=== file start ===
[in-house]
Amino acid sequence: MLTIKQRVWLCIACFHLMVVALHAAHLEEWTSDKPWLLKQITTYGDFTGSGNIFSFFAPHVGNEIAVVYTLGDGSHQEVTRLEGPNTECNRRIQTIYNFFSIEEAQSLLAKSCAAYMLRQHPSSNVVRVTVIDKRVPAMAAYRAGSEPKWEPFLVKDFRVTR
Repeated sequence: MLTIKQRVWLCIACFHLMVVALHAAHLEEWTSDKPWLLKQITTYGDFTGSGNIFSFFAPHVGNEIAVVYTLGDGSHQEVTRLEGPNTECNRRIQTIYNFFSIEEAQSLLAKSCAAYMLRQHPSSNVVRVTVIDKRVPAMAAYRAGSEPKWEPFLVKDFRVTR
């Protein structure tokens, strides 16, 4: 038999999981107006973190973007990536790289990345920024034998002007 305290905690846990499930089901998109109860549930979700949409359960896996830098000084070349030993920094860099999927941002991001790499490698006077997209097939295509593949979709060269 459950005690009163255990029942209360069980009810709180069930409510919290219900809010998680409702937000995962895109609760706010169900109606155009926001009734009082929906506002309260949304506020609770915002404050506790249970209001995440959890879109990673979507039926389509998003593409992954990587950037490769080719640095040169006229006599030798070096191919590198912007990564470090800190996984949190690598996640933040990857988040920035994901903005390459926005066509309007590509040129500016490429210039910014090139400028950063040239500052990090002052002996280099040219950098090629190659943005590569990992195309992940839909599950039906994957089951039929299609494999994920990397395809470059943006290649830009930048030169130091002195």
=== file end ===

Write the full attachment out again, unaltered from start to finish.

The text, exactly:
[in-house]
Amino acid sequence: MLTIKQRVWLCIACFHLMVVALHAAHLEEWTSDKPWLLKQITTYGDFTGSGNIFSFFAPHVGNEIAVVYTLGDGSHQEVTRLEGPNTECNRRIQTIYNFFSIEEAQSLLAKSCAAYMLRQHPSSNVVRVTVIDKRVPAMAAYRAGSEPKWEPFLVKDFRVTR
Repeated sequence: MLTIKQRVWLCIACFHLMVVALHAAHLEEWTSDKPWLLKQITTYGDFTGSGNIFSFFAPHVGNEIAVVYTLGDGSHQEVTRLEGPNTECNRRIQTIYNFFSIEEAQSLLAKSCAAYMLRQHPSSNVVRVTVIDKRVPAMAAYRAGSEPKWEPFLVKDFRVTR
């Protein structure tokens, strides 16, 4: 038999999981107006973190973007990536790289990345920024034998002007 305290905690846990499930089901998109109860549930979700949409359960896996830098000084070349030993920094860099999927941002991001790499490698006077997209097939295509593949979709060269 459950005690009163255990029942209360069980009810709180069930409510919290219900809010998680409702937000995962895109609760706010169900109606155009926001009734009082929906506002309260949304506020609770915002404050506790249970209001995440959890879109990673979507039926389509998003593409992954990587950037490769080719640095040169006229006599030798070096191919590198912007990564470090800190996984949190690598996640933040990857988040920035994901903005390459926005066509309007590509040129500016490429210039910014090139400028950063040239500052990090002052002996280099040219950098090629190659943005590569990992195309992940839909599950039906994957089951039929299609494999994920990397395809470059943006290649830009930048030169130091002195």